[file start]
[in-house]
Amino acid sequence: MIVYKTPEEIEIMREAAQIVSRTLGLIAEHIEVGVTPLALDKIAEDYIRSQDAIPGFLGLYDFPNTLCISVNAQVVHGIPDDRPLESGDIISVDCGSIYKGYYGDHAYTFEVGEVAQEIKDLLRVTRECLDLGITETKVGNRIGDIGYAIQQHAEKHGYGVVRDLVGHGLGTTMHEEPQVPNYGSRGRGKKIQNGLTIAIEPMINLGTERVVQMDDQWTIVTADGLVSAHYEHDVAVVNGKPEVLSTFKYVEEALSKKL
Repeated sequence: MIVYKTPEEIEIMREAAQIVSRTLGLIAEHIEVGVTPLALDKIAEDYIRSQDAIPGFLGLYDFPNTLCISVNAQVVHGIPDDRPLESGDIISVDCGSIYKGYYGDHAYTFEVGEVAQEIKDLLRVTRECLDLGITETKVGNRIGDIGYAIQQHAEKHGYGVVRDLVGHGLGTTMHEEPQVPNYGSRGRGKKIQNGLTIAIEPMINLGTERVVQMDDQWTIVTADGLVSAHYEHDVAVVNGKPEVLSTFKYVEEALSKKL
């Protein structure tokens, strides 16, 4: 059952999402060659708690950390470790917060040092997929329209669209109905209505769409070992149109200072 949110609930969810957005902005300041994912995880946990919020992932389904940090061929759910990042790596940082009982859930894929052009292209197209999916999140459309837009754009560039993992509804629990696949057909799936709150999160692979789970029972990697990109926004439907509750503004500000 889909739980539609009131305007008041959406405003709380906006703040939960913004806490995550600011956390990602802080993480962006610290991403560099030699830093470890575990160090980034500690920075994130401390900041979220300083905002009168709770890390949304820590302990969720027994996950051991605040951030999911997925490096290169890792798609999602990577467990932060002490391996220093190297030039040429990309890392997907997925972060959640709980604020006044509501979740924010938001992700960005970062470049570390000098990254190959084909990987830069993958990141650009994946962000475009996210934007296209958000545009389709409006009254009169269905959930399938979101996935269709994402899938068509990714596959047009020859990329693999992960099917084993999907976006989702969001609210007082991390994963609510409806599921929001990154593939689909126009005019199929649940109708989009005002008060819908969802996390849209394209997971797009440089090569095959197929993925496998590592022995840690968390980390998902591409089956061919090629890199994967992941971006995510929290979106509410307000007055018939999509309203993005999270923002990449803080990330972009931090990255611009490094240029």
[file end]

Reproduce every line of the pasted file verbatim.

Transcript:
[in-house]
Amino acid sequence: MIVYKTPEEIEIMREAAQIVSRTLGLIAEHIEVGVTPLALDKIAEDYIRSQDAIPGFLGLYDFPNTLCISVNAQVVHGIPDDRPLESGDIISVDCGSIYKGYYGDHAYTFEVGEVAQEIKDLLRVTRECLDLGITETKVGNRIGDIGYAIQQHAEKHGYGVVRDLVGHGLGTTMHEEPQVPNYGSRGRGKKIQNGLTIAIEPMINLGTERVVQMDDQWTIVTADGLVSAHYEHDVAVVNGKPEVLSTFKYVEEALSKKL
Repeated sequence: MIVYKTPEEIEIMREAAQIVSRTLGLIAEHIEVGVTPLALDKIAEDYIRSQDAIPGFLGLYDFPNTLCISVNAQVVHGIPDDRPLESGDIISVDCGSIYKGYYGDHAYTFEVGEVAQEIKDLLRVTRECLDLGITETKVGNRIGDIGYAIQQHAEKHGYGVVRDLVGHGLGTTMHEEPQVPNYGSRGRGKKIQNGLTIAIEPMINLGTERVVQMDDQWTIVTADGLVSAHYEHDVAVVNGKPEVLSTFKYVEEALSKKL
């Protein structure tokens, strides 16, 4: 059952999402060659708690950390470790917060040092997929329209669209109905209505769409070992149109200072 949110609930969810957005902005300041994912995880946990919020992932389904940090061929759910990042790596940082009982859930894929052009292209197209999916999140459309837009754009560039993992509804629990696949057909799936709150999160692979789970029972990697990109926004439907509750503004500000 889909739980539609009131305007008041959406405003709380906006703040939960913004806490995550600011956390990602802080993480962006610290991403560099030699830093470890575990160090980034500690920075994130401390900041979220300083905002009168709770890390949304820590302990969720027994996950051991605040951030999911997925490096290169890792798609999602990577467990932060002490391996220093190297030039040429990309890392997907997925972060959640709980604020006044509501979740924010938001992700960005970062470049570390000098990254190959084909990987830069993958990141650009994946962000475009996210934007296209958000545009389709409006009254009169269905959930399938979101996935269709994402899938068509990714596959047009020859990329693999992960099917084993999907976006989702969001609210007082991390994963609510409806599921929001990154593939689909126009005019199929649940109708989009005002008060819908969802996390849209394209997971797009440089090569095959197929993925496998590592022995840690968390980390998902591409089956061919090629890199994967992941971006995510929290979106509410307000007055018939999509309203993005999270923002990449803080990330972009931090990255611009490094240029």